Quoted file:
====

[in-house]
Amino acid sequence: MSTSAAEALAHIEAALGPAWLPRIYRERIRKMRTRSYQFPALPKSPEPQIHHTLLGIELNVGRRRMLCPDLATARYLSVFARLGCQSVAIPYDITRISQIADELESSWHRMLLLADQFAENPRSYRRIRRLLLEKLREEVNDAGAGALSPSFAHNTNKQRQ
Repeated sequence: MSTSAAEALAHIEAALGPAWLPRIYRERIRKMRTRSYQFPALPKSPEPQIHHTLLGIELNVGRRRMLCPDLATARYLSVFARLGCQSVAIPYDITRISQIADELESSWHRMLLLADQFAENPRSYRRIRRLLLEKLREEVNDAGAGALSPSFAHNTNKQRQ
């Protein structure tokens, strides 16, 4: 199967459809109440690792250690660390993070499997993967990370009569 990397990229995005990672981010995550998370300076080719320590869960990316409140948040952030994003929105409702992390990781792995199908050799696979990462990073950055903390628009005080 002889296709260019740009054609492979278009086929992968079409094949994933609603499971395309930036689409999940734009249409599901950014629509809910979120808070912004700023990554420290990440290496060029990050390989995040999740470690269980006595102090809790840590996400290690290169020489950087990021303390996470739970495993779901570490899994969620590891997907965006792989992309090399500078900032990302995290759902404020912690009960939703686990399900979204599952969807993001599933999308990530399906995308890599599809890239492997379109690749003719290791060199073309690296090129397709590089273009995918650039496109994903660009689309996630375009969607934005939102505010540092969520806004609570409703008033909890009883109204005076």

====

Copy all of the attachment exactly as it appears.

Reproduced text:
[in-house]
Amino acid sequence: MSTSAAEALAHIEAALGPAWLPRIYRERIRKMRTRSYQFPALPKSPEPQIHHTLLGIELNVGRRRMLCPDLATARYLSVFARLGCQSVAIPYDITRISQIADELESSWHRMLLLADQFAENPRSYRRIRRLLLEKLREEVNDAGAGALSPSFAHNTNKQRQ
Repeated sequence: MSTSAAEALAHIEAALGPAWLPRIYRERIRKMRTRSYQFPALPKSPEPQIHHTLLGIELNVGRRRMLCPDLATARYLSVFARLGCQSVAIPYDITRISQIADELESSWHRMLLLADQFAENPRSYRRIRRLLLEKLREEVNDAGAGALSPSFAHNTNKQRQ
């Protein structure tokens, strides 16, 4: 199967459809109440690792250690660390993070499997993967990370009569 990397990229995005990672981010995550998370300076080719320590869960990316409140948040952030994003929105409702992390990781792995199908050799696979990462990073950055903390628009005080 002889296709260019740009054609492979278009086929992968079409094949994933609603499971395309930036689409999940734009249409599901950014629509809910979120808070912004700023990554420290990440290496060029990050390989995040999740470690269980006595102090809790840590996400290690290169020489950087990021303390996470739970495993779901570490899994969620590891997907965006792989992309090399500078900032990302995290759902404020912690009960939703686990399900979204599952969807993001599933999308990530399906995308890599599809890239492997379109690749003719290791060199073309690296090129397709590089273009995918650039496109994903660009689309996630375009969607934005939102505010540092969520806004609570409703008033909890009883109204005076």